A Capital Initiative At Fairfax County Credit Union

In 2010, Fairfax County Credit Union received supplemental capital from the U.S. Treasury. Here’s how it used those funds to improve the long-term health of the credit union and its membership.

In the first quarter of 2015, 78 natural person credit unions with low-income designations reported a balance of $217.4 million in supplemental capital. Credit unions raise this capital from external sources instead of through retained earnings, and its benefits include enhancing the safety and soundness of the institution and expanding capacity for deposit growth. Supplemental capital also offers regulatory flexibility.

Supplemental capital is not a short-term measure of life support; it is a resource upon which credit unions can grow. The six-dozen-plus credit unions that use supplemental capital, a group that includes Fairfax County Federal Credit Union ($297.0, Fairfax, VA), can use the funds in numerous ways to accomplish myriad functions.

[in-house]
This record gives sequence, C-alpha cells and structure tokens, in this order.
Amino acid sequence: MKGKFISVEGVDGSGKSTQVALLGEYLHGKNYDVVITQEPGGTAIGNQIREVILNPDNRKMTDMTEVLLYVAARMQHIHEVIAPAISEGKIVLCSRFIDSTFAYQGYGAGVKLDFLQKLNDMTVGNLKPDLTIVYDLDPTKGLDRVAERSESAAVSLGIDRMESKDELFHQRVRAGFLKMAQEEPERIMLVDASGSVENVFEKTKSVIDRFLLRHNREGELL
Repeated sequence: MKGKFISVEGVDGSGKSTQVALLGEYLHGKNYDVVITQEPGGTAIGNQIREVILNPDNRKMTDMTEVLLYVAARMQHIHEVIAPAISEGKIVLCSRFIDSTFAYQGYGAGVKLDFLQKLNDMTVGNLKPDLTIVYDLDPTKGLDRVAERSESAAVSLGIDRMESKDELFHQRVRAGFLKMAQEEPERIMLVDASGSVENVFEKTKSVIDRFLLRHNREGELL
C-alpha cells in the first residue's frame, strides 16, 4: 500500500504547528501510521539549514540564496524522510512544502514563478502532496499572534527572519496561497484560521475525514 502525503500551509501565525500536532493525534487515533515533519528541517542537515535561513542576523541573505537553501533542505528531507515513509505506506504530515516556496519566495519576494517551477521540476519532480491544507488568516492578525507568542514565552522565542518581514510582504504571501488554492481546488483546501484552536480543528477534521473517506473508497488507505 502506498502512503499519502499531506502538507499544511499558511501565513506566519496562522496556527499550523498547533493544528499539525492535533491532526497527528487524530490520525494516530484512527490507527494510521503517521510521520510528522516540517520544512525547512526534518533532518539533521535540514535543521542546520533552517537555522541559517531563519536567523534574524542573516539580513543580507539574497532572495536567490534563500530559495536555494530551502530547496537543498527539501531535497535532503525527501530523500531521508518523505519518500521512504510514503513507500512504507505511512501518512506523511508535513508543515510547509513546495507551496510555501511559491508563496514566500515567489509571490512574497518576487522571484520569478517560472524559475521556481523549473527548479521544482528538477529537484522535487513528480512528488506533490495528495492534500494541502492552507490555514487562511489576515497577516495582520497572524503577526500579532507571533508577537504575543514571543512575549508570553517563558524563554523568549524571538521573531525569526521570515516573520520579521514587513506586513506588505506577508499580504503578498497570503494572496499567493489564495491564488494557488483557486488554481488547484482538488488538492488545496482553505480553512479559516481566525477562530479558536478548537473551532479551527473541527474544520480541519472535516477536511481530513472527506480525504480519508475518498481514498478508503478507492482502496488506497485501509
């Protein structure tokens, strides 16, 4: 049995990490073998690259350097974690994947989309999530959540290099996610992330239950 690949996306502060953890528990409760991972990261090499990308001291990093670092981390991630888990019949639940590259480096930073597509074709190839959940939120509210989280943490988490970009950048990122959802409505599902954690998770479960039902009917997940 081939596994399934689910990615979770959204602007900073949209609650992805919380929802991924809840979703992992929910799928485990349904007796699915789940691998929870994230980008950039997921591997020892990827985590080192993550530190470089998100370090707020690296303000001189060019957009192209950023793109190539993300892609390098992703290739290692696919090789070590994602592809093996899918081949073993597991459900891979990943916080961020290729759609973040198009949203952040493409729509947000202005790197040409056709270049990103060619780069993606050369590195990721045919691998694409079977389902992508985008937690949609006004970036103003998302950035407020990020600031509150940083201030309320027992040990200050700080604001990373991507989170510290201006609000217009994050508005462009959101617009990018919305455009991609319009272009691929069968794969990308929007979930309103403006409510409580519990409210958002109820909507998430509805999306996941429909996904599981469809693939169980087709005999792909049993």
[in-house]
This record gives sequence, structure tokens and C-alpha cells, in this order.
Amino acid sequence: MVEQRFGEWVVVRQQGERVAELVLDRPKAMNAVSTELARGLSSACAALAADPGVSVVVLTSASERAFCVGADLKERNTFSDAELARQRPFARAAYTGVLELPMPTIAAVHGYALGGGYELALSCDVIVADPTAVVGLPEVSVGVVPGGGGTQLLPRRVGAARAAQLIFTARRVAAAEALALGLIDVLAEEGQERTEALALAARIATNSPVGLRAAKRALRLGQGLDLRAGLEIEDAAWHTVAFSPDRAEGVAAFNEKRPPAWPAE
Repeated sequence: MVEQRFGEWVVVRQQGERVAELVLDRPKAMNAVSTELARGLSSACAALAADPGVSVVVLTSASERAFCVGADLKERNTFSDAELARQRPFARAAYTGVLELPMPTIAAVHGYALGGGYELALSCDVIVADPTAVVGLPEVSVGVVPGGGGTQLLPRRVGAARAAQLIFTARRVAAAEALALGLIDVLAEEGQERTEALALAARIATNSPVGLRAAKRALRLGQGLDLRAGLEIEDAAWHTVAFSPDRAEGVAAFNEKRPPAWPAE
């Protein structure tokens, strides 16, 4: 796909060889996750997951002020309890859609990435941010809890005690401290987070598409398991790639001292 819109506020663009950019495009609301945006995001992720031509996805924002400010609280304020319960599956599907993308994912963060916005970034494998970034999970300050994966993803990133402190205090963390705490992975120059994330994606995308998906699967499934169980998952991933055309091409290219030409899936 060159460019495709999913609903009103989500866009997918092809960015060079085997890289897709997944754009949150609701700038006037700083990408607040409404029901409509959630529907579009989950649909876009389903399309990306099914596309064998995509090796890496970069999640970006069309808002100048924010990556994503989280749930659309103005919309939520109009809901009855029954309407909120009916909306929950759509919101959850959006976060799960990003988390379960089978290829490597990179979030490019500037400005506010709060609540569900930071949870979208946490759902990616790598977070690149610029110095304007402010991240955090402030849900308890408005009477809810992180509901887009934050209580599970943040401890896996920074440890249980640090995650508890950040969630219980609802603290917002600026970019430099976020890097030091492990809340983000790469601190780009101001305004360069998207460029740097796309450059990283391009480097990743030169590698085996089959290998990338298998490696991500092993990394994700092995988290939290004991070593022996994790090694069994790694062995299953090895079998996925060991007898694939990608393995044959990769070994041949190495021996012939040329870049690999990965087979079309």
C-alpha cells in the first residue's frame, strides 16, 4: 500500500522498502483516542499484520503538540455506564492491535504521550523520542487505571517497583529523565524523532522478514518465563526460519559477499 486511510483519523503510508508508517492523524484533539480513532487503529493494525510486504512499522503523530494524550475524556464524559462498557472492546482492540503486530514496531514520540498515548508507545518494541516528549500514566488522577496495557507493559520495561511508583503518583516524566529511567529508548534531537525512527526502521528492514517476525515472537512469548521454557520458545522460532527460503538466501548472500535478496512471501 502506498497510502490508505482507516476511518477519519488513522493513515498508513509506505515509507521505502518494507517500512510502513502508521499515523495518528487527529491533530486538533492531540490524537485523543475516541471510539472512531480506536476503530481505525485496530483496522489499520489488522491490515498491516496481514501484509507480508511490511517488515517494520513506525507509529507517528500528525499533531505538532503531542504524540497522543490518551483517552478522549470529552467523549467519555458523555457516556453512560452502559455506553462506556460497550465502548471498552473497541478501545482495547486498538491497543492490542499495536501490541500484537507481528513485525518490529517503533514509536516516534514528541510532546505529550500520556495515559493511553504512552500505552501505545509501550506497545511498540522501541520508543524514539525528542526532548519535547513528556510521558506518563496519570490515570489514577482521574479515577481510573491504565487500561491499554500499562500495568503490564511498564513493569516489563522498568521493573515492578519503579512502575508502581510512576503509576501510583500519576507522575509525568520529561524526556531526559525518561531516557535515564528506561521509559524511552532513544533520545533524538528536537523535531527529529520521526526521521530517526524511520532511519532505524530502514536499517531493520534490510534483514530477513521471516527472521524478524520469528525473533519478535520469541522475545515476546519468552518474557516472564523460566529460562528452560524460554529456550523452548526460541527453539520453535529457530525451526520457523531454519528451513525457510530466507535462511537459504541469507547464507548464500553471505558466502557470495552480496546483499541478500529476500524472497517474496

A Necessary Boost

During the throes of the Great Recession, lenders were putting stringent stipulations on borrowers as foreclosures climbed at an alarming rate. Areas such as Fairfax County, VA, a suburb of Washington DC, were feeling the shock waves.


Fairfax County FCU
Data as of 03.31.15

HQ: Fairfax, VA
ASSETS: $297.0M
MEMBERS: 15,362
12-MO LOAN GROWTH: 10.2%

According to a 2008 Washington Post article, the DC metropolitan area had six times as many foreclosures between February 2007 and February 2008 as it did during the same period the year before. Fairfax County had 1,700 of them.

Foreclosures were going like gangbusters and banks were not lending, says Joe Thomas, president and chief executive officer of Fairfax County Federal Credit Union. Some didn’t have enough money to lend, others didn’t want to lend for fear that properties were going to deteriorate more in value.

From year-end 2008 to year-end 2010, an uptick in deposit activity coupled with negative loan growth resulted in a drop of more than 30% in the credit union’s loan-to-share ratio, according to data from Callahan Associates.